3 Utah company executives accused of human trafficking

WEST BOUNTIFUL, Utah (ABC4) — Three executive employees for a landscaping company based in West Bountiful were taken into custody on Monday, accused of human trafficking and subjecting Mexican immigrants to subpar living conditions, underpaid work and threats of deportation.

Tyler Brinkman, 57, Clayton Phillipps, 49, and Adam Perea, 35, were booked into the Davis County Jail and face seven counts of first-degree felony aggravated human trafficking. Brinkman and Perea additionally face a second-degree felony charge of pattern of unlawful activity, according to court documents.

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The arrests come after a six-month investigation sparked by a confidential tip submitted to the National Trafficking Hotline and passed on to the Utah Attorney General’s Office, court documents say.

A probable cause statement reveals investigators spoke to seven different alleged victims who said they were recruited from Mexico to work for Rubicon in West Bountiful. The victims reportedly told investigators they were enticed by the promise of a guaranteed 40-hour work week and pay ranging anywhere from $17 to $20 per hour, as well as help obtaining a VISA to work in the U.S.

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The victims said they were paid for their work through a “virtual bank,” which they could access money from but had no control over the account itself. According to court documents, Perea and Rubicon were listed as the account holders on at least one of the victim’s accounts.

The victims said they would sometimes go months without any work or they would not be paid for the work they had done for “not completing the job on time.” Many of the victims said they were hired by Rubicon for snow removal and to drive snowplows, however, they did not have driver’s licenses and were not taught how to operate the snowplow properly, according to court documents.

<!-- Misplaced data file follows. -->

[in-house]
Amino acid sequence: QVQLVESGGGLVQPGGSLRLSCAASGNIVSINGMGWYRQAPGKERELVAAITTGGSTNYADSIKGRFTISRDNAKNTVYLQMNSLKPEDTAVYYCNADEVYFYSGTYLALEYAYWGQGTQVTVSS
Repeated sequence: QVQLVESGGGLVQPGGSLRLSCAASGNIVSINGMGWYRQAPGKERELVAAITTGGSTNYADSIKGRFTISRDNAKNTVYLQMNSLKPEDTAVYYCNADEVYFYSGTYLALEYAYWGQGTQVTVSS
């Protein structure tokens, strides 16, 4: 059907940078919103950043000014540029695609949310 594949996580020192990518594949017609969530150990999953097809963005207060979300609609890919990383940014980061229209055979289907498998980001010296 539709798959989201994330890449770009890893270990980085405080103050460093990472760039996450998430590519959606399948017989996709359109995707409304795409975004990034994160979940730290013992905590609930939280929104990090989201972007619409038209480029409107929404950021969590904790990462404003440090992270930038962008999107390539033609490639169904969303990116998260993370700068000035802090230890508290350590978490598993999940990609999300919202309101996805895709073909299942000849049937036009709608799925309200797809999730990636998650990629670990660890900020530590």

The workers were allegedly forced to come into work and given minimal safety equipment for the work they were doing, investigators say. Some workers reported they weren’t even able to take time off for illness or other medical reasons. One employee said at one point he was forced into working a 24-hour shift with only a one-hour break.

Even with the work provided, victims said Rubicon executives would deduct money from their paychecks for things such as a mandatory phone provided by Rubicon, alleged car accidents, using “foul language,” and repairs to work equipment. Rubicon would also allegedly deduct a “rent payment” for housing the victims were allegedly forced into living in by Rubicon executives.

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The houses, which were allegedly located across the Wasatch Front and required for the workers to live in, did not have furniture, pots, pans or other simple housewares, according to one victim. Another victim reported living in a four-bedroom home with seven other workers, where three individuals were sleeping on the floor in one room. They were allegedly given a small amount of canned food including soup, rice, beans, ham and eggs to feed everyone in the home. Many of the victims allegedly relied on finding free furniture online in order to get a bed to sleep on.